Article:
Wednesday, March 22, 2006

Fisking Amy

Posted by Craig Westover | 12:12 PM |  

Feeling fisky, and along comes this email from Amy Klobuchar. Klobuchar is going to be Drinking Liberally tonight at the 331 Club in NE Minneapolis.
Mark Kennedy voted for millions of dollars in tax breaks for the oil companies -- oil companies making record profits in the hundreds of billions of dollars, while Minnesotans face high gas prices and rising heating costs.
Putting two facts together, even if both are true, does not necessarily establish a connection. In this case, it is purposely misleading. Even the Democrat's (Ted) Kennedy has supported oil depletion allowances. Not since the early deregulation years of the 1970s have oil company profits ever -- even once -- exceeded taxes paid by oil companies. That Minnesotans face high gas prices and rising heating costs has more to do with regulations on building oil refineries, limits on exploration and the pressures of overseas demand created by rising standards of living than on tax breaks. Is there a plan here, somewhere?
Mark Kennedy supported the prescription drug bill that insulates drug companies from competition. A study released last month shows that the failure to negotiate drug prices for Medicare Part D is costing taxpayers $90 billion a year.
I’m not a any kind of a fan of the prescription drug program but letting the government negotiate prices is the worst solution to the problem of drug prices that can be implemented. Drugs are expensive and there are people that cannot afford what they need. But the majority of people can and do find a way. As it did when the government started negotiating vaccine prices, a plan like this would lower profit margins, drive companies out of the business, reduce supplies and research. If the problem is that some people can’t afford drugs, lets address that problem rather than implement a solution that way exceeds the problem and in the end will only make things worse.
It's time to end this culture of corruption -- this culture that rewards the special interests at the expense of hard-working American families. And it's up to us to change Washington.
Not voting the way Klobuchar thinks the vote should go is not corruption. Political spin is fine, but wield it like sword don’t bludgeon me with a club.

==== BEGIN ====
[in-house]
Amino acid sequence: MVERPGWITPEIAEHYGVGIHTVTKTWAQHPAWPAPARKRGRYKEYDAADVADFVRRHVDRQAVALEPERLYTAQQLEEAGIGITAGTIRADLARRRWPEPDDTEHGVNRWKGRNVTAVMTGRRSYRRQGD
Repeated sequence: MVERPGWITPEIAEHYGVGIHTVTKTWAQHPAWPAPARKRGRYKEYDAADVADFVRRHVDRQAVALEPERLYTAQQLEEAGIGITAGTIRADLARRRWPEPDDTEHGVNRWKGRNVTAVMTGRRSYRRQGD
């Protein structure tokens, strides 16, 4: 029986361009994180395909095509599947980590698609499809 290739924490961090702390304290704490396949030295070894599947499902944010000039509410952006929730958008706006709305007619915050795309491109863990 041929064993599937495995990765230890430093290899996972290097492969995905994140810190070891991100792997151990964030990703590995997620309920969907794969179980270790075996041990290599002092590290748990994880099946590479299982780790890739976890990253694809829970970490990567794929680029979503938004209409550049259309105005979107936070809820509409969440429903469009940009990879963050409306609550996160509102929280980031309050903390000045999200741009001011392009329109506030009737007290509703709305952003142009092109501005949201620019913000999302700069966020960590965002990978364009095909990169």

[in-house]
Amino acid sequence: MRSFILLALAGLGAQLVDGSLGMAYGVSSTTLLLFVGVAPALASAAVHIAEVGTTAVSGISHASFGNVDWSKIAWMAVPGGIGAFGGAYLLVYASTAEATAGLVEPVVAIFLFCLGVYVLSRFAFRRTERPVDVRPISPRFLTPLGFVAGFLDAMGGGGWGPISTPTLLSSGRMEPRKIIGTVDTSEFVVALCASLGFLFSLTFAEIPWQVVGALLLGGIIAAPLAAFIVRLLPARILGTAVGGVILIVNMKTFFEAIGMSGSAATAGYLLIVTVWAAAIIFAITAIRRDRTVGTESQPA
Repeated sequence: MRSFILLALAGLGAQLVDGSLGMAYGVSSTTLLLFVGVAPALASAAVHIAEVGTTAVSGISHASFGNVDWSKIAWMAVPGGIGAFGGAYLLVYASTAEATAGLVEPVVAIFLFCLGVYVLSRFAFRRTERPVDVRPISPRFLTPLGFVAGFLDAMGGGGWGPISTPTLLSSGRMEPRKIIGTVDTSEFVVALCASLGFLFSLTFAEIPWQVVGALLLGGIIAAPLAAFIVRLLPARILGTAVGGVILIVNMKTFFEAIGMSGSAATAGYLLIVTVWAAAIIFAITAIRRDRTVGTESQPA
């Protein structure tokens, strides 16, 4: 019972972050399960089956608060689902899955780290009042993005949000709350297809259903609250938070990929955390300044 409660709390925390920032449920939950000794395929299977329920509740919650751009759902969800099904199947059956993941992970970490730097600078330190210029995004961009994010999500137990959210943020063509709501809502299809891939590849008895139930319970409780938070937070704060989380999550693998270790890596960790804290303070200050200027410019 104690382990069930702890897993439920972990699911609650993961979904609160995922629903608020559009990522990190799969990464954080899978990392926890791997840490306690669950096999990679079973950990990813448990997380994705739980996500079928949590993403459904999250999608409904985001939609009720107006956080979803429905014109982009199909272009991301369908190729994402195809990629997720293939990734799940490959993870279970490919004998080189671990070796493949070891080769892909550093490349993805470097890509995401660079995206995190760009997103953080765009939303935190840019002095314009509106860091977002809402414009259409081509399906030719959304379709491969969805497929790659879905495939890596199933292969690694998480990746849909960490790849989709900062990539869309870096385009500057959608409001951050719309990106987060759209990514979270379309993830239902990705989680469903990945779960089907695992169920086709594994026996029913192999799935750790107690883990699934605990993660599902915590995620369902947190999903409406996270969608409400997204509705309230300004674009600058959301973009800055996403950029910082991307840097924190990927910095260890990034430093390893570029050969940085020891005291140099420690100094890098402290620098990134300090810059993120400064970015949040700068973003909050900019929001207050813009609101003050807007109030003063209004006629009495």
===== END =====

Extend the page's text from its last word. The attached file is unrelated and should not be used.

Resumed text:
It's time to sweep in a culture of change.

We need a serious change of course in Iraq by bringing home a significant number of our troops in 2006 and transitioning to Iraqi responsibility for governance and security.
Too much to cover briefly, but both Democrats and Republicans went into the war with an objective. Is Klobuchar’s view that Bush is not meeting the objective and we need new tactics or is it the objective is too difficult and we need to cut and run? The first is a legitmate differentiation; the second is a cop-out.
We need to tackle corruption and cronyism by cracking down on lobbyist-funded perks and political favors for special interest groups, corporate allies, and campaign contributors.
Fluff. If you want to keep the money out of politics, take the power away from government. If government hasn't anything to sell, no one will be lined up to buy.
We need universal, affordable health care by letting people buy into the same health care plan that members of Congress get.
Universal access, quality, low cost healthcare. Pick any two. Again too much to be brief, but consider: healthcare events can be “predicable and affordable,” “unpredictable but affordable,” “predicable but unaffordable” or “unpredictable and unaffordable.” The first two categories most people can handle, and they buy insurance to cover the third. It’s only the last category, which affects only a small number of people from all economic levels, that is the thorn in our healthcare side. Again, why give us a Canadian-like universal system that is rotten for everyone instead of focusing on the problem pockets?
We need energy independence through homegrown renewable energy, and a gas gouger penalty for oil companies to stop the rip-offs.
At risk of sounding like Gordon Gecko, “gouging is good.” If prices are kept artificially low, the demand is artificially high. Inevitably, that leads to shortages or quotas. Energy independence is not necessarily a good thing if it is so expensive that it significantly reduces economic growth. Neither Klobuchar nor Kennedy score very well on this issue.
And we need to dump the budget deficits by returning to pay as you go budget rules and making sure Congress doesn't get any more pay raises until the budget is balanced.
Forget the fancy talk and feel good legislation. We need significant spending cuts and that means cutting entitlement programs. Politically that’s tough, and we’ve made so many people dependent on government programs that shouldn’t be that it’s socially and economically tough as well. But until we face the fact that chipping around the edges of spending and going to the well time after time taxing the wealthy and expanding the definition of wealthy, isn’t going to work, there is no plan.

Amy, you got to do better.